Nigel Warburton in Aeon:
The hero of Thomas Hardy’s tragic novel Jude the Obscure (1895) is a poor stonemason living in a Victorian village who is desperate to study Latin and Greek at university. He gazes, from the top of a ladder leaning against a rural barn, on the spires of the University of Christminster (a fictional substitute for Oxford). The spires, vanes and domes ‘like the topaz gleamed’ in the distance. The lustrous topaz shares its golden colour with the stone used to build Oxbridge colleges, but it is also one of the hardest minerals in nature. Jude’s fragile psyche and health inevitably collapse when he discovers just how unbreakable are the social barriers that exclude him from elite culture and perpetuate his class position, however lovely the buildings seem that concretely represent them, shimmering on the horizon. By Hardy’s time, the trope of the exclusion of the working class from the classical cultural realm, especially from access to the ancient languages, had become a standard feature of British fiction. Charles Dickens probes the class system with a tragicomic scalpel in David Copperfield (1850). The envious Uriah sees David as a privileged young snob, but he refuses to accept the offer of Latin lessons because he is ‘far too umble. There are people enough to tread upon me in my lowly state, without my doing outrage to their feelings by possessing learning.’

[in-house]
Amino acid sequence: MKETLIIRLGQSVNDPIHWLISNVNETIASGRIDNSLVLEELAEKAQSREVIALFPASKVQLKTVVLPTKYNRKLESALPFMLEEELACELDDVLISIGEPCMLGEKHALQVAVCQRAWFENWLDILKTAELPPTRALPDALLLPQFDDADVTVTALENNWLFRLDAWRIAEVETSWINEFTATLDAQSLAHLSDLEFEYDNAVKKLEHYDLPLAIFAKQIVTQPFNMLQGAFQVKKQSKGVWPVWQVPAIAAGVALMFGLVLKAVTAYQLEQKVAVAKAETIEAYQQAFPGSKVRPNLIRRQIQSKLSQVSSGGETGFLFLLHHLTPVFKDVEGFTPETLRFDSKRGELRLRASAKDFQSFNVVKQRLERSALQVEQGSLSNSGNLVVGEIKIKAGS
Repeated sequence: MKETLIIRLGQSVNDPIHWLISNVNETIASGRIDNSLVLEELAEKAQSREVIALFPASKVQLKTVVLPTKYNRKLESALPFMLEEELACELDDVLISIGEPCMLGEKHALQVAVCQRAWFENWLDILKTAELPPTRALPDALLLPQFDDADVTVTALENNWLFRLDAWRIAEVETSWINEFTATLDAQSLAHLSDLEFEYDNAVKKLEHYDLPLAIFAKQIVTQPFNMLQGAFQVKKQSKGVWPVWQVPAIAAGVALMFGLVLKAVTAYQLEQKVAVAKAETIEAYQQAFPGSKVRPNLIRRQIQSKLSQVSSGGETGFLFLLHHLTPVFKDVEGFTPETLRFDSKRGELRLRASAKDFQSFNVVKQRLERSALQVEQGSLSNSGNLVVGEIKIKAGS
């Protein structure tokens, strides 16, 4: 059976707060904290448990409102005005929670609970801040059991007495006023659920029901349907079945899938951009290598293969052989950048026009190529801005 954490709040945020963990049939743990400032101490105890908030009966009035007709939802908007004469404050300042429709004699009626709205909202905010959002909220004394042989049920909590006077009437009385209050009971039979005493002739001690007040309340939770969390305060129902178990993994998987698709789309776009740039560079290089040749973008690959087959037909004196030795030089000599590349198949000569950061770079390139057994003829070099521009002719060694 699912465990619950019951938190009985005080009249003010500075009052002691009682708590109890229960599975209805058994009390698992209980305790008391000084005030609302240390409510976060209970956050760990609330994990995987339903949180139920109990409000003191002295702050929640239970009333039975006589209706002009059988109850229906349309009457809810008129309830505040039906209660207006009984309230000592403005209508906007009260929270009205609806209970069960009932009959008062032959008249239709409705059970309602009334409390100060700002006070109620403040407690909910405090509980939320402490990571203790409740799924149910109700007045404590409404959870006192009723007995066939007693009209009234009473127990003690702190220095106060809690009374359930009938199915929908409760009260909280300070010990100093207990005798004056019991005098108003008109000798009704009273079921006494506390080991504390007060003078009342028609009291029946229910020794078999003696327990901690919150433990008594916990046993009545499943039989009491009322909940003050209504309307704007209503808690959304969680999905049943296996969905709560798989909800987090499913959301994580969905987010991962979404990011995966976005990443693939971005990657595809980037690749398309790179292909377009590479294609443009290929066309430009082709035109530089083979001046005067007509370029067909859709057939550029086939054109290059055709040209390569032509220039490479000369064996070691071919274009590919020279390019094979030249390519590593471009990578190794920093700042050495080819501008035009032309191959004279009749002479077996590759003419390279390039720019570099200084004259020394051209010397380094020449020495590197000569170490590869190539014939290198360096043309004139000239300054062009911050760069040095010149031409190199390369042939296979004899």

It is with good reason that education in Classics was and still is associated in the British mind with the upper classes. Since the late 17th century, when the discipline of ‘Classics’ as we know it emerged, only parents of substantial means have been able to buy their teenaged children (and, until the late-19th century, only their male children) the leisure and lengthy tuition that a thorough knowledge of the Latin and Greek languages requires. Classics emerged to provide a curriculum that could bestow a shared concept of gentlemanliness on the new ruling order after the Glorious Revolution.